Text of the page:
(Originally posted February 13, 2000, reposted to new site November 1, 2008)
So, how did a young fan of Reggie Jackson, the Year of the Comeback, Bucky Dent, Ron Guidry, and Thurman Munson, a woman who still counts among one of the best days of her life witnessing Dave Righetti’s Fourth of July No-Hitter live at Yankee Stadium, lose her faith in the late ’80s, forget the sport of baseball entirely, and then find it again in 1999?
Let’s turn the clock back to the 1970s first. There I am, a young tomboy growing up in suburban New Jersey. I have to credit my Dad with getting me hooked on baseball, though I never got hooked on any of the other sports he liked to watch on tv (golf, tennis, football…). Perhaps this is because although we watched a lot of ABC’s Wide World of Sports (remember back when that was pretty much all there was?), the only sport we went to witness live and in the flesh was baseball, and the place we went was Yankee Stadium.
As a kid, I was very concerned with history and fame. How did famous people get remembered? I had this notion that I wanted to be famous someday, or at least remembered for something. I remember going to Yankee Stadium when I was about 9 or 10 years old and thinking, wow, history gets made here every day. Pretty mind-blowing for a ten year old.
There’s also no doubt about it that a lot of the bonding that went on between me and my Dad happened while we were sharing a scorecard at the ballpark, or stuffed into the same armchair at home watching the games. (We were skinny back then.) He’d tickle me during the commercials. At the ballpark, we’d take turns keeping score. I still keep my scorecard the way I learned back then–it’s a little less fancy than the mini-diamonds they have now. But, let’s not skip ahead.
When I was eleven years old, I was at 4-H camp when Thurman Munson died in a plane crash. My parents were really worried I’d be devastated, and were fretting over how to tell me when I got back to the real world. But as it turned out, I had already found out. One kid at camp had twisted his ankle or something and gone to the emergency room, and while at the hospital had seen the news report. With a whole staff of counselors on hand they announced the sad news in the dining hall that night. When I got home, I made a little shrine on my closet door, with a poster of Munson, and fifteen pictures of him I cut out from the newspaper in the weeks following his death. Fifteen because that was his uniform number.
For either my 13th or my 14th birthday party I made my parents take not only me to the park, but all my friends, as well. Our family tradition was to pick up a bucket of Kentucky Fried Chicken on the way, because at Yankee Stadium you can bring in your own food (as long as you don’t bring cans or bottles). Two carloads of teenage girls, plus my parents and brother–how could we not have a good time? You know, I don’t even remember who they played or if they won. I suppose in my childhood memories, they always won, even though I know they didn’t.
I remember sitting behind home plate once. My father and my grandfather and I had gone to the ballpark, just the three of us, and bought our tickets at the gate. Those seats must have been held in reserve for press or players’ friends, and were released before the game when they went unused. That was the night I learned what grand slam was. Bobby Murcer came in to pinch hit with the bases loaded, and hit one out. I remember everyone around us jumping up and down and screaming. I was too short to actually see Murcer cross the plate what with all the adults around me standing up. But I guess you never forget your first grand slam.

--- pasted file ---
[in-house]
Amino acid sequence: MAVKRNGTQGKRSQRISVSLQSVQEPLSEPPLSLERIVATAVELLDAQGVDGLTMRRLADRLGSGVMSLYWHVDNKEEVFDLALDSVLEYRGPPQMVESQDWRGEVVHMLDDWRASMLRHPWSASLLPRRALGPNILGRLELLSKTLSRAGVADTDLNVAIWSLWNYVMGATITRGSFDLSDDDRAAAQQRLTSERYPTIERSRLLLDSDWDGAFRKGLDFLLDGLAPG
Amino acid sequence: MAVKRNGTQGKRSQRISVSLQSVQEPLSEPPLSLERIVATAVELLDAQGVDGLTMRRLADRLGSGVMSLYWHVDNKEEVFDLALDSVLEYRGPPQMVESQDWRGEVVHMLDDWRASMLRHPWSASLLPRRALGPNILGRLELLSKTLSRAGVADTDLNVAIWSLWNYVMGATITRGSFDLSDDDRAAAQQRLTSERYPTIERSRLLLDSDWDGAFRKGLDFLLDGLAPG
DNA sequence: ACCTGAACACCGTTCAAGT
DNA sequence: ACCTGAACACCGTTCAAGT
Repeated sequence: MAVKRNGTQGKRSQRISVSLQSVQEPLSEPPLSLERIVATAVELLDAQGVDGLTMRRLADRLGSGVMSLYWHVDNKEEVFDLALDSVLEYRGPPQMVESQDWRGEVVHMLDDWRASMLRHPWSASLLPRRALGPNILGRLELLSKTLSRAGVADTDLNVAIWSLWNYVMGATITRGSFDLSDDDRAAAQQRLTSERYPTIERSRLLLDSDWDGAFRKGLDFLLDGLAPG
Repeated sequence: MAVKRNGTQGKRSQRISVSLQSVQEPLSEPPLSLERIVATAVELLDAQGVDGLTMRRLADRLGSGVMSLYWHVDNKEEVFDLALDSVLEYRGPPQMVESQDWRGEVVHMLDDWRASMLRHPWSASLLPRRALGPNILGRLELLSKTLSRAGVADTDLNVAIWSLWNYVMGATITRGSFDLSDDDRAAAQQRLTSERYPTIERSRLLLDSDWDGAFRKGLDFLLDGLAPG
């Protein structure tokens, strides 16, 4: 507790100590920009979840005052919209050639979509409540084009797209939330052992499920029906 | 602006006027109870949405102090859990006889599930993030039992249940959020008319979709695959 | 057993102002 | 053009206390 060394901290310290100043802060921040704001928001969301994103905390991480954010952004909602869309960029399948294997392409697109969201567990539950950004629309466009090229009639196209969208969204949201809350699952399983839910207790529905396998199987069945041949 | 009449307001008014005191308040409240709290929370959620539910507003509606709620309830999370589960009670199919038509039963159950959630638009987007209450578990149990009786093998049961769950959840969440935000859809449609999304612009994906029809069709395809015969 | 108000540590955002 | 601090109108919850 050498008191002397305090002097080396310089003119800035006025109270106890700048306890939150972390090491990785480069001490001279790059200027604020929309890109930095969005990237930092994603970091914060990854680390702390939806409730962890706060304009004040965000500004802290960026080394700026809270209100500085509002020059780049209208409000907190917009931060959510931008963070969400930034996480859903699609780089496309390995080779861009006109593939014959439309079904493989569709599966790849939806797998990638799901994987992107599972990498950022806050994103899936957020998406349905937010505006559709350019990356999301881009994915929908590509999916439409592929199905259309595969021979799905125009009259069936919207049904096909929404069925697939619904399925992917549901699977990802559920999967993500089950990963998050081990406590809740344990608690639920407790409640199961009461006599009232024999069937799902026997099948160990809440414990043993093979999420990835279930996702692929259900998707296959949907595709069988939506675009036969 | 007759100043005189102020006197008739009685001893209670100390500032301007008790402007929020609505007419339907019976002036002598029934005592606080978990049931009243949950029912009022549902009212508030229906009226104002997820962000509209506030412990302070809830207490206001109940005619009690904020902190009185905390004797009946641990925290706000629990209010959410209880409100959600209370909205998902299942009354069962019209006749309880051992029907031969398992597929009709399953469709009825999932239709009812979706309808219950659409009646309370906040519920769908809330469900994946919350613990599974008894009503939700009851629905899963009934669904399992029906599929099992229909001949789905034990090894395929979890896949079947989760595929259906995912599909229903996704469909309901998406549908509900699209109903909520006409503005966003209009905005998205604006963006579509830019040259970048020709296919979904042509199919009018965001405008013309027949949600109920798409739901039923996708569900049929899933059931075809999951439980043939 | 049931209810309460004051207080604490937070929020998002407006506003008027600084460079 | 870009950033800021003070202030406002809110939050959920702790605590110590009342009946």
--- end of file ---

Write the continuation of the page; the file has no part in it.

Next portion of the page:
And of course there was that incredible Fourth of July, thanks to Dave Righetti. It was already an incredibly exciting day for me and my brother (his name’s Julian, by the way), because Chuck Mangione, who we thought was the coolest for some reason, played the national anthem, and then paratroopers came flying down into the stadium on parachutes with smoke shooting out of their shoes. Cool. Then comes young, good-looking, Dave Righetti to the mound. The opponents were the Red Sox, who we had been indoctrinated to loathe by other fans (“Boston sux! Boston sux!”) so tension was high. Righetti was pitching perfectly, and after the first couple of innings the words “perfect game” were on everybody’s lips.
OK, then at some point someone got walked. I can’t remember who, but I’m sure if I wanted to I could find a scorecard of the game somewhere on the web or in a stats book. So then “no-hitter” became the watchword.
It was the most exciting game I’ve ever seen, and all because almost nothing happened!
The tension and suspense was almost too much to stand. By the eighth inning, the two strike claps were becoming one-strike claps. (They tell me two-strike clap–the audience making rhythmic claps on two strikes hoping for a strikeout, which started with Ron Guidry in Yankee Stadium– has spread to some other ballparks as well.) The audience was going crazy and yet also subdued, holding our breath, not wanting to blow it for the young pitcher.
And he didn’t blow it. He did it! And so me and my family were witnesses to history in Yankee Stadium. After the game we waited outside the clubhouse with the media, tv cameras, etc… and a lot of screaming fans. We waved to Dave Righetti as he departed the park. We were a little disappointed that you couldn’t see us in the newscast that night, but so what? As if that wasn’t great enough, from there we went to the East River to see the awesome fireworks, and then to Chinatown for a dinner that, as Arlo Guthrie says, couldn’t be beat.
With memories and formative experiences like that, how could I leave the Yankees and baseball fandom behind?
Find out more in tomorrow’s entry.
(Did you enjoy reading this blog entry? Please consider buying me a hot dog.)